An artificial womb filled with clear liquid, successfully tested on pre-natal lambs, could help extremely premature babies avoid death or life-long disability, researchers reported Tuesday.
“It is designed to continue what naturally occurs in the womb,” said Alan Flake, a foetal surgeon at The Children’s Hospital of Philadelphia and senior author of a study in Nature Communications that details the breakthrough.
“That’s the beauty of it, and why I’m optimistic we will improve on what is currently done for extremely premature babies,” he told journalists by phone.
Today, infants brought into the world after only 22 or 23 weeks of gestation rather than the full 40 have a 50/50 chance of living, and — for those that survive — a 90 percent change of severe and lasting health problems.
The new system mimics life in the uterus and could, if approved for human use, dramatically improve those odds.
The researchers are working with the US Food and Drug Administration to prepare human trials, which could start within three years.
The foetus — breathing liquid, as it would in the womb — lies in a clear-plastic sack filled with a synthetic amniotic fluid.
“A fluid environment is critical for foetal development,” said Flake.
The umbilical cord is attached via tubes to a machine outside the bag, which removes CO2 and adds oxygen to blood passing through it.
There are no mechanical pumps — it is the foetus’s heart that keeps things moving.
Current treatment has pushed the boundary of survivability to 22 or 23 weeks, but comes at a high cost.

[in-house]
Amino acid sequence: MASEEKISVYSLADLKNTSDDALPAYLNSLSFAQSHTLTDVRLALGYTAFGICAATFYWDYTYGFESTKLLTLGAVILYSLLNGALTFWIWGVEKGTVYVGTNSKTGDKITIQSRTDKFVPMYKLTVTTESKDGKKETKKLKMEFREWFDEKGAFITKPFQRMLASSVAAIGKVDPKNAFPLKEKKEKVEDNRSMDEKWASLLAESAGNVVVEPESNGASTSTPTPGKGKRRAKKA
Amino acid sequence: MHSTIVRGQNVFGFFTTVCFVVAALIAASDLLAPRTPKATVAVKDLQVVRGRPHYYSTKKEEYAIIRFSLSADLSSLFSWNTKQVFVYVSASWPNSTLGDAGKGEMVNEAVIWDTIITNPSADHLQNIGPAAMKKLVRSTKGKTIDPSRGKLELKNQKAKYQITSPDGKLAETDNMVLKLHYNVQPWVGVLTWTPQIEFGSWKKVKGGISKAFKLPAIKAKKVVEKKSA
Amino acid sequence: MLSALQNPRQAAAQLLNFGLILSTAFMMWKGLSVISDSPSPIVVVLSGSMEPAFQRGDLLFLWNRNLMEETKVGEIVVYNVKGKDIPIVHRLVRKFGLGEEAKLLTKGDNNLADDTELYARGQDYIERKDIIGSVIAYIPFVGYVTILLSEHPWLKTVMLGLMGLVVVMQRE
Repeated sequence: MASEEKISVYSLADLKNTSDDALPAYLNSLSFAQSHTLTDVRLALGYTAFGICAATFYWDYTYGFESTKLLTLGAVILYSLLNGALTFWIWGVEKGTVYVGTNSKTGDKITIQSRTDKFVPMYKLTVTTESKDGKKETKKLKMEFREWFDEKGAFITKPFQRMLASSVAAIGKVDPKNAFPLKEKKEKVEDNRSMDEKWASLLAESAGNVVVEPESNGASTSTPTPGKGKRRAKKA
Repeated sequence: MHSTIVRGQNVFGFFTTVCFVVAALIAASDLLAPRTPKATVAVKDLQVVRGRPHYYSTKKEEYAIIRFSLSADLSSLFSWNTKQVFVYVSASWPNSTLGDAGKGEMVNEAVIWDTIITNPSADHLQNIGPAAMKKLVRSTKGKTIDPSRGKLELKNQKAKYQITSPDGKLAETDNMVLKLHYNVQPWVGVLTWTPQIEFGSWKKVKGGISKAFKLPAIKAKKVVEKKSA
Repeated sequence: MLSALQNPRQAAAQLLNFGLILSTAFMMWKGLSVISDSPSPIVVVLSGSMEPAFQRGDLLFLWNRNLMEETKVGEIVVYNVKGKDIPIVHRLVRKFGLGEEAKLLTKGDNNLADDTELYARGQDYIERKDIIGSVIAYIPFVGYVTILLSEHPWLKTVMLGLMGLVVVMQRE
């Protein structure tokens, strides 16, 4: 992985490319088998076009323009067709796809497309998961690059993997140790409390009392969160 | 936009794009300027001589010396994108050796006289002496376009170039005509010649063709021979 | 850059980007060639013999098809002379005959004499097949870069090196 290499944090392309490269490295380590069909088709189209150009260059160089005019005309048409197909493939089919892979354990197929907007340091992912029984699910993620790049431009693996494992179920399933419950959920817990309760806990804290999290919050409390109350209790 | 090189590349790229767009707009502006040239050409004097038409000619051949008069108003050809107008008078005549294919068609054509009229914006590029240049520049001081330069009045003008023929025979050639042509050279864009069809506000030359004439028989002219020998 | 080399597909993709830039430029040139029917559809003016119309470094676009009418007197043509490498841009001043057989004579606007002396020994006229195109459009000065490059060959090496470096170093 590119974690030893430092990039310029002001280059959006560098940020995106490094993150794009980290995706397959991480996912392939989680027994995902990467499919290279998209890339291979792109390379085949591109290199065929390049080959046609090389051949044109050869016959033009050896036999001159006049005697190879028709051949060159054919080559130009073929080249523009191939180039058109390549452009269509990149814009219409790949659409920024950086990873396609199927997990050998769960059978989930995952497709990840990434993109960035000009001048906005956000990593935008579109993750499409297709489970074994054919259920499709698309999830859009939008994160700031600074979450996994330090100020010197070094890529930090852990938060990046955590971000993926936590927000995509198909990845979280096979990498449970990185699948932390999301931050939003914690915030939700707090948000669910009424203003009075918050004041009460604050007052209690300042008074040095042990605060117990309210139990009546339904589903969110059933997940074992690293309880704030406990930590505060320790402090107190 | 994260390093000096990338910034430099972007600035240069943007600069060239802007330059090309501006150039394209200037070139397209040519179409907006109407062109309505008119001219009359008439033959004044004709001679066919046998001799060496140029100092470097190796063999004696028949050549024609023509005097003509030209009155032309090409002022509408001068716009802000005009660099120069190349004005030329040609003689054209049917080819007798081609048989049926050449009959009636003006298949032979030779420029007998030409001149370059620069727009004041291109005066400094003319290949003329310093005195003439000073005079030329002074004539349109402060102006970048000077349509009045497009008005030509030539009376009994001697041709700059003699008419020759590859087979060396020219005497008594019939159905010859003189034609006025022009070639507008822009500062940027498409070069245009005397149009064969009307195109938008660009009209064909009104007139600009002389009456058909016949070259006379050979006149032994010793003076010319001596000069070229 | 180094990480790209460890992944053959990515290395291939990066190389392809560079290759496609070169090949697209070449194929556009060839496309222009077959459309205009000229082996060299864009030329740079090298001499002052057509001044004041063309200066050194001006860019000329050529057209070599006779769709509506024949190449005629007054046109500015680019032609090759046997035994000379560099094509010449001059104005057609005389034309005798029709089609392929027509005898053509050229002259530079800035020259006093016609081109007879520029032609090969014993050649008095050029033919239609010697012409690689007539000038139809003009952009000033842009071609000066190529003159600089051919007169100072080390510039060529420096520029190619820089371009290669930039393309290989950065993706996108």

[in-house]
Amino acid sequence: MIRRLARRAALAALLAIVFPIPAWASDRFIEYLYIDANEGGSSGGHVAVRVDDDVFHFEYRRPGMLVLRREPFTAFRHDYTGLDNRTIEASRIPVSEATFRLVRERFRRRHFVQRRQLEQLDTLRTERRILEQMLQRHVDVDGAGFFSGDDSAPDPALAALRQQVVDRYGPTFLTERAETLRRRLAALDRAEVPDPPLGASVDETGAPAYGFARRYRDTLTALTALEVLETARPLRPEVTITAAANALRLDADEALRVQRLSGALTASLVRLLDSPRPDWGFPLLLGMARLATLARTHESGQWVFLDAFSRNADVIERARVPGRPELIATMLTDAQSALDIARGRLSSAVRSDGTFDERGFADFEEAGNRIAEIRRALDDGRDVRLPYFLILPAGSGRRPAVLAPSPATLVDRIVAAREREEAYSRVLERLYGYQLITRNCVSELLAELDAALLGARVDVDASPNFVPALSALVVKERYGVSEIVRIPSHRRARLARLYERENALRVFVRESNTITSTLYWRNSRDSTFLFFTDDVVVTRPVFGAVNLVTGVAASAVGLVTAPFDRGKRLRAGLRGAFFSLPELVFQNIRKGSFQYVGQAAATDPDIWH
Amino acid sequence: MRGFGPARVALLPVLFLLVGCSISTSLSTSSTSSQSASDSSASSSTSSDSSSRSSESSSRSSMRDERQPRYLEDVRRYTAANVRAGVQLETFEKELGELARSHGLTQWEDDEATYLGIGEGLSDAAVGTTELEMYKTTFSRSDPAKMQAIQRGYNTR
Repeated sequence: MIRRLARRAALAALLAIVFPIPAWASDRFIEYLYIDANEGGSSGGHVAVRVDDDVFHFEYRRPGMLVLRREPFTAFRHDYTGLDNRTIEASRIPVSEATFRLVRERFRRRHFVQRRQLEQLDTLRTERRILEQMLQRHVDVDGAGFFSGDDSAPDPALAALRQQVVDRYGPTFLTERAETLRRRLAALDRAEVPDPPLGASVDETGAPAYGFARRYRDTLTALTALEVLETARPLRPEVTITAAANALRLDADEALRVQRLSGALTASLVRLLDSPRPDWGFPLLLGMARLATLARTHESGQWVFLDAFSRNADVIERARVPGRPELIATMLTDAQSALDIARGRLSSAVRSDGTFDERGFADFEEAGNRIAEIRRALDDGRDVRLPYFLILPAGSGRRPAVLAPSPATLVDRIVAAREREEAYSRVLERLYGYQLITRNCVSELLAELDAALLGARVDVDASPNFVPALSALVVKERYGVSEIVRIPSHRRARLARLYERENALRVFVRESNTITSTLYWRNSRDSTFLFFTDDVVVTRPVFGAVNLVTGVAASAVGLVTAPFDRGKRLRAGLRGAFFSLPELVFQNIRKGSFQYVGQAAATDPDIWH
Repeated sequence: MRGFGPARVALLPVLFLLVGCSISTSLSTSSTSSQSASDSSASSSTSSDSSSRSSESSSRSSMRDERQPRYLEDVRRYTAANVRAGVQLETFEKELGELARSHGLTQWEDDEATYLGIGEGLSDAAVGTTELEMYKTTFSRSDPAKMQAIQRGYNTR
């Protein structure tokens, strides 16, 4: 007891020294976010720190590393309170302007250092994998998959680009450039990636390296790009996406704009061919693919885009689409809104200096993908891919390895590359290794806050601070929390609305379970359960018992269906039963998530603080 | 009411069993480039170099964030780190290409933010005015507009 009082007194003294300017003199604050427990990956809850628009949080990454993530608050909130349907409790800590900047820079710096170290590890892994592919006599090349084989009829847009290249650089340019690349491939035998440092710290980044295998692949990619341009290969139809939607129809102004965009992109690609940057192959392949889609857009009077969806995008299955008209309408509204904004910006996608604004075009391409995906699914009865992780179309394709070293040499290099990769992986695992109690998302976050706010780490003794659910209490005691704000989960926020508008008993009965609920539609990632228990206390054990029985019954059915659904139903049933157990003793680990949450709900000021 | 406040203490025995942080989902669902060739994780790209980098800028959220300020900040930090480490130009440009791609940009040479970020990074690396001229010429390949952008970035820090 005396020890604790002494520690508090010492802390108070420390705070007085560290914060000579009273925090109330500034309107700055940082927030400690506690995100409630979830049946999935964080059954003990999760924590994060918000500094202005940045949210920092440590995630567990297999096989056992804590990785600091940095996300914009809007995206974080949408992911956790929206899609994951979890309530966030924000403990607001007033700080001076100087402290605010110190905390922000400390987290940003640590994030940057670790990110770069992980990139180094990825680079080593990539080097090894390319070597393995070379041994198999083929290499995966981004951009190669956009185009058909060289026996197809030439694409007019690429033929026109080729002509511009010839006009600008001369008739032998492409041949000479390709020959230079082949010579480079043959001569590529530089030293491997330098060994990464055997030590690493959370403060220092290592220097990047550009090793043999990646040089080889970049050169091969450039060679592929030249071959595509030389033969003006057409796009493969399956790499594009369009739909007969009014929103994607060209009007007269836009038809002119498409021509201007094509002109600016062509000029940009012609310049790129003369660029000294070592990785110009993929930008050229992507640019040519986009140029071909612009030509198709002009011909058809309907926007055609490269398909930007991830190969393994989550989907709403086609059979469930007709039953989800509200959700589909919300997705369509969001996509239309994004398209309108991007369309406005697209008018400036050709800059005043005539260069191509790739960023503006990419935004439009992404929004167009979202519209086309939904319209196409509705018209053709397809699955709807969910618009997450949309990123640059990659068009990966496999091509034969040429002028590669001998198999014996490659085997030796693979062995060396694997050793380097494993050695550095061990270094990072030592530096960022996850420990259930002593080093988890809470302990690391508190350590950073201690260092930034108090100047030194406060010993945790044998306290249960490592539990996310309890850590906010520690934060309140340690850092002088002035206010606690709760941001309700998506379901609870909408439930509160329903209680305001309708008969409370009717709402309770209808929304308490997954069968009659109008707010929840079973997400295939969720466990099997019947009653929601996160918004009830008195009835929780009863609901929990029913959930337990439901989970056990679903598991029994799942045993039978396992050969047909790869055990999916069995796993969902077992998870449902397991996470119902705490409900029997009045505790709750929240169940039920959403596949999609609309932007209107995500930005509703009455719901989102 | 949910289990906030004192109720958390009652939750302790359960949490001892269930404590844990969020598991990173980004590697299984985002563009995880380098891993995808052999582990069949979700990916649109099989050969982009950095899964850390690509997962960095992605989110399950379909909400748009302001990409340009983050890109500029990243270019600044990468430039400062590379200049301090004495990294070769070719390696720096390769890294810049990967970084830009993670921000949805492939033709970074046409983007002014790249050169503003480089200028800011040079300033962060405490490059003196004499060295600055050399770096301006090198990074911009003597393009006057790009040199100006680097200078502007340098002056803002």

Beyond a high mortality rate, tiny lungs and hearts of preemies barely a half-a-kilo (a pound) in weight are ill-equipped to withstand the trauma of intubation, ventilators and artificial pumps.
Extremely premature infants who survive often have chronic lung infections and other crippling health problems.
“One of the major advantages of our system is the avoidance of heart failure, which comes from the imbalance of blood flows created with pump circuits,” said co-author Marcus Davey, an investigator with the hospital’s Center for Fetal Research and the project’s lead engineer.
For the study, the researchers tested six preterm lambs transferred from their mothers’ wombs to the device at 105 to 112 days of gestation — the equivalent of 23 to 24 weeks in a human. They remained in the artificial wombs for up to 28 days.
In humans, the high-risk period for premature babies is 22 to 27 weeks. “At 28 weeks, you are at a point where the mortality and morbidity of prematurity is finished,” said Flake.
Sheep have long been used in experiments for prenatal treatment, especially because lung development is highly similar.
While nestled in the devices, “the lambs showed normal breathing and swallowing, opened their eyes, grew wool, became more active, and had normal growth, neurological function and organ maturation,” said Flake.
After the experiments, most of the animals were humanely put down so that their brains, lungs and other organs could be examined.
A few were bottle-fed and “appear to have normal development in all respects,” said Flake. One has been retired to a farm in rural Pennsylvania.
If the Food and Drug Administration trials go ahead it could be another three to five years before the devices — assuming they are proven safe and effective for newborns — are in use, Flake said.
Colin Duncan, a professor of reproductive medicine at the University of Edinburgh, said: “This is a really attractive concept and this study is a very important step forward.”
The devices, he added, “will require a lot of additional preclinical research and development.”—AFP